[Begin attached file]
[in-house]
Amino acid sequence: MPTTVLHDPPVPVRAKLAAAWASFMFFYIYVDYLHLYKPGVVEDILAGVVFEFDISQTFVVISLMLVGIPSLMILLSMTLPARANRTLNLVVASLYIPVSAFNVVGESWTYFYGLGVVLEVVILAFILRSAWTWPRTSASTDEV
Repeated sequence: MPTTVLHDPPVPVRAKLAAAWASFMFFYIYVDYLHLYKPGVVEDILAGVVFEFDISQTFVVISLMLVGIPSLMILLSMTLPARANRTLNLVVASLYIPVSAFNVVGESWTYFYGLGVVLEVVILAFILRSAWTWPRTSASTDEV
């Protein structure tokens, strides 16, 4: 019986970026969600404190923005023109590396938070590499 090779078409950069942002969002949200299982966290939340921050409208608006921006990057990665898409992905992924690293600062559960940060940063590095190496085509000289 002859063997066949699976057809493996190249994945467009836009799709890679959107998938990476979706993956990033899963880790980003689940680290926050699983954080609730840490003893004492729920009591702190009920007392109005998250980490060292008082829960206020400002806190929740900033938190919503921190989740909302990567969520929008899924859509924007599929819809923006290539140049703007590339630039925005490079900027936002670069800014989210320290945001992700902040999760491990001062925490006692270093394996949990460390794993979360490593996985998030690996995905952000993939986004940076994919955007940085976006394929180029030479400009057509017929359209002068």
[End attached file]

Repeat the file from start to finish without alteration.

[in-house]
Amino acid sequence: MPTTVLHDPPVPVRAKLAAAWASFMFFYIYVDYLHLYKPGVVEDILAGVVFEFDISQTFVVISLMLVGIPSLMILLSMTLPARANRTLNLVVASLYIPVSAFNVVGESWTYFYGLGVVLEVVILAFILRSAWTWPRTSASTDEV
Repeated sequence: MPTTVLHDPPVPVRAKLAAAWASFMFFYIYVDYLHLYKPGVVEDILAGVVFEFDISQTFVVISLMLVGIPSLMILLSMTLPARANRTLNLVVASLYIPVSAFNVVGESWTYFYGLGVVLEVVILAFILRSAWTWPRTSASTDEV
């Protein structure tokens, strides 16, 4: 019986970026969600404190923005023109590396938070590499 090779078409950069942002969002949200299982966290939340921050409208608006921006990057990665898409992905992924690293600062559960940060940063590095190496085509000289 002859063997066949699976057809493996190249994945467009836009799709890679959107998938990476979706993956990033899963880790980003689940680290926050699983954080609730840490003893004492729920009591702190009920007392109005998250980490060292008082829960206020400002806190929740900033938190919503921190989740909302990567969520929008899924859509924007599929819809923006290539140049703007590339630039925005490079900027936002670069800014989210320290945001992700902040999760491990001062925490006692270093394996949990460390794993979360490593996985998030690996995905952000993939986004940076994919955007940085976006394929180029030479400009057509017929359209002068």